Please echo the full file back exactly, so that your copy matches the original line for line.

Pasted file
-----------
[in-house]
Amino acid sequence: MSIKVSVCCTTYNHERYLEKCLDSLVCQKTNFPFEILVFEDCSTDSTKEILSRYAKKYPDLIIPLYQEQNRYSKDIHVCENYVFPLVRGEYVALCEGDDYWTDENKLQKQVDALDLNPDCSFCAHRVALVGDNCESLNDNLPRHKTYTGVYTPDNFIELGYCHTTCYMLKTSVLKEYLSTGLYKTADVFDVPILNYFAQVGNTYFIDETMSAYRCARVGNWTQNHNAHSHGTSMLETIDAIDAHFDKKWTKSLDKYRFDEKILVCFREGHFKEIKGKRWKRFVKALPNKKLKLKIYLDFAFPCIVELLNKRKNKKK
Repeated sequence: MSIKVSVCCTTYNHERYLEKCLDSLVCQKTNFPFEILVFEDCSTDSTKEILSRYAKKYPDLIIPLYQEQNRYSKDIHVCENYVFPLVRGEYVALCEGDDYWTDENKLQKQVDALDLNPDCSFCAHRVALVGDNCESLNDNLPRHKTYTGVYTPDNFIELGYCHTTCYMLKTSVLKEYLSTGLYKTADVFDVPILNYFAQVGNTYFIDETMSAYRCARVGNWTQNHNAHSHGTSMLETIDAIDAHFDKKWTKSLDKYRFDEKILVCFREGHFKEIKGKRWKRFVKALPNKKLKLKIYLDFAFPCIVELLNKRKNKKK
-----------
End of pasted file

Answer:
[in-house]
Amino acid sequence: MSIKVSVCCTTYNHERYLEKCLDSLVCQKTNFPFEILVFEDCSTDSTKEILSRYAKKYPDLIIPLYQEQNRYSKDIHVCENYVFPLVRGEYVALCEGDDYWTDENKLQKQVDALDLNPDCSFCAHRVALVGDNCESLNDNLPRHKTYTGVYTPDNFIELGYCHTTCYMLKTSVLKEYLSTGLYKTADVFDVPILNYFAQVGNTYFIDETMSAYRCARVGNWTQNHNAHSHGTSMLETIDAIDAHFDKKWTKSLDKYRFDEKILVCFREGHFKEIKGKRWKRFVKALPNKKLKLKIYLDFAFPCIVELLNKRKNKKK
Repeated sequence: MSIKVSVCCTTYNHERYLEKCLDSLVCQKTNFPFEILVFEDCSTDSTKEILSRYAKKYPDLIIPLYQEQNRYSKDIHVCENYVFPLVRGEYVALCEGDDYWTDENKLQKQVDALDLNPDCSFCAHRVALVGDNCESLNDNLPRHKTYTGVYTPDNFIELGYCHTTCYMLKTSVLKEYLSTGLYKTADVFDVPILNYFAQVGNTYFIDETMSAYRCARVGNWTQNHNAHSHGTSMLETIDAIDAHFDKKWTKSLDKYRFDEKILVCFREGHFKEIKGKRWKRFVKALPNKKLKLKIYLDFAFPCIVELLNKRKNKKK